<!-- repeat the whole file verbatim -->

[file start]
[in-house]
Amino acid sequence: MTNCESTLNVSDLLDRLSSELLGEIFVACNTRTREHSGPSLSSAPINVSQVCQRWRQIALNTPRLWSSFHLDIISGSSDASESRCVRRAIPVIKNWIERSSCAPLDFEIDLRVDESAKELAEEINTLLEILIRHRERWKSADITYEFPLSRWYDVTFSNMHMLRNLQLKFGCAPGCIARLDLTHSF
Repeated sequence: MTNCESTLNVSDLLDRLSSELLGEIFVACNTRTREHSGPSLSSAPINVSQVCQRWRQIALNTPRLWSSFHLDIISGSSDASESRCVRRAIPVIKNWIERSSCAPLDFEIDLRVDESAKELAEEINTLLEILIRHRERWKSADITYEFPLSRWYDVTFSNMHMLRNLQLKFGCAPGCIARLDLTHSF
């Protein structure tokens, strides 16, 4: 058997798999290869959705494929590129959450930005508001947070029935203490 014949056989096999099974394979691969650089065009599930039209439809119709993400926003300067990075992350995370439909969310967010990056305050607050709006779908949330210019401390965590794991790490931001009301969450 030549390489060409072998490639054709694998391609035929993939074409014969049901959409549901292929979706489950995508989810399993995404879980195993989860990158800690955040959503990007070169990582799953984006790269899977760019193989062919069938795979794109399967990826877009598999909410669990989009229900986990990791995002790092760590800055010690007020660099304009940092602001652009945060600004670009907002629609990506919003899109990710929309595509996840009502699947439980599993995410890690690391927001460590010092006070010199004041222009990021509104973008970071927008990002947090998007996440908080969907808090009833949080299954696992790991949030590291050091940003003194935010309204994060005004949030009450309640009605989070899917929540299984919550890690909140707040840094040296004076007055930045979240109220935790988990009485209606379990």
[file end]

[in-house]
Amino acid sequence: MTNCESTLNVSDLLDRLSSELLGEIFVACNTRTREHSGPSLSSAPINVSQVCQRWRQIALNTPRLWSSFHLDIISGSSDASESRCVRRAIPVIKNWIERSSCAPLDFEIDLRVDESAKELAEEINTLLEILIRHRERWKSADITYEFPLSRWYDVTFSNMHMLRNLQLKFGCAPGCIARLDLTHSF
Repeated sequence: MTNCESTLNVSDLLDRLSSELLGEIFVACNTRTREHSGPSLSSAPINVSQVCQRWRQIALNTPRLWSSFHLDIISGSSDASESRCVRRAIPVIKNWIERSSCAPLDFEIDLRVDESAKELAEEINTLLEILIRHRERWKSADITYEFPLSRWYDVTFSNMHMLRNLQLKFGCAPGCIARLDLTHSF
């Protein structure tokens, strides 16, 4: 058997798999290869959705494929590129959450930005508001947070029935203490 014949056989096999099974394979691969650089065009599930039209439809119709993400926003300067990075992350995370439909969310967010990056305050607050709006779908949330210019401390965590794991790490931001009301969450 030549390489060409072998490639054709694998391609035929993939074409014969049901959409549901292929979706489950995508989810399993995404879980195993989860990158800690955040959503990007070169990582799953984006790269899977760019193989062919069938795979794109399967990826877009598999909410669990989009229900986990990791995002790092760590800055010690007020660099304009940092602001652009945060600004670009907002629609990506919003899109990710929309595509996840009502699947439980599993995410890690690391927001460590010092006070010199004041222009990021509104973008970071927008990002947090998007996440908080969907808090009833949080299954696992790991949030590291050091940003003194935010309204994060005004949030009450309640009605989070899917929540299984919550890690909140707040840094040296004076007055930045979240109220935790988990009485209606379990």